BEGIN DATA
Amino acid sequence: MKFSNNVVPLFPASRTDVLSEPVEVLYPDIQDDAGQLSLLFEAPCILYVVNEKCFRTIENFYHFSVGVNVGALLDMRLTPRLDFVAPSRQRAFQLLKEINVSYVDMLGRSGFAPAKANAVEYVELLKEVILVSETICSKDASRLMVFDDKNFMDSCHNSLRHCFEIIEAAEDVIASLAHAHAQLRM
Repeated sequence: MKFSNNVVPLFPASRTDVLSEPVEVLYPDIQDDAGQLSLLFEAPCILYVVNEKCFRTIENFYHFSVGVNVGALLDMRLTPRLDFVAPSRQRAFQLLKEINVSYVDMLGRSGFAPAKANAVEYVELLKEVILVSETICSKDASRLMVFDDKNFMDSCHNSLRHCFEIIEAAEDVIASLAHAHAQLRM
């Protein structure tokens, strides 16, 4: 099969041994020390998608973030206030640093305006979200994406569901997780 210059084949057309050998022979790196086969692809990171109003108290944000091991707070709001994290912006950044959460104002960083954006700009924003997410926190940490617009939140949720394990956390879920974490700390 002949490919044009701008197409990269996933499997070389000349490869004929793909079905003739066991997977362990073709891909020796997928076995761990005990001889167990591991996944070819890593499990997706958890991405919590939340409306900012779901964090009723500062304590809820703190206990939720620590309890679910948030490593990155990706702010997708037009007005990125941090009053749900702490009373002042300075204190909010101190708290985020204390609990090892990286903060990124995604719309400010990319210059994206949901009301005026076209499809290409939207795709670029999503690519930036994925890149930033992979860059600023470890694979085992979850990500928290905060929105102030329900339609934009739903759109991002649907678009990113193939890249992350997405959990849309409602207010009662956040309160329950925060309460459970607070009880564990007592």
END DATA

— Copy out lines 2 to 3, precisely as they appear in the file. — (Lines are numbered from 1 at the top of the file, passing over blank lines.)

Repeated sequence: MKFSNNVVPLFPASRTDVLSEPVEVLYPDIQDDAGQLSLLFEAPCILYVVNEKCFRTIENFYHFSVGVNVGALLDMRLTPRLDFVAPSRQRAFQLLKEINVSYVDMLGRSGFAPAKANAVEYVELLKEVILVSETICSKDASRLMVFDDKNFMDSCHNSLRHCFEIIEAAEDVIASLAHAHAQLRM
């Protein structure tokens, strides 16, 4: 099969041994020390998608973030206030640093305006979200994406569901997780 210059084949057309050998022979790196086969692809990171109003108290944000091991707070709001994290912006950044959460104002960083954006700009924003997410926190940490617009939140949720394990956390879920974490700390 002949490919044009701008197409990269996933499997070389000349490869004929793909079905003739066991997977362990073709891909020796997928076995761990005990001889167990591991996944070819890593499990997706958890991405919590939340409306900012779901964090009723500062304590809820703190206990939720620590309890679910948030490593990155990706702010997708037009007005990125941090009053749900702490009373002042300075204190909010101190708290985020204390609990090892990286903060990124995604719309400010990319210059994206949901009301005026076209499809290409939207795709670029999503690519930036994925890149930033992979860059600023470890694979085992979850990500928290905060929105102030329900339609934009739903759109991002649907678009990113193939890249992350997405959990849309409602207010009662956040309160329950925060309460459970607070009880564990007592």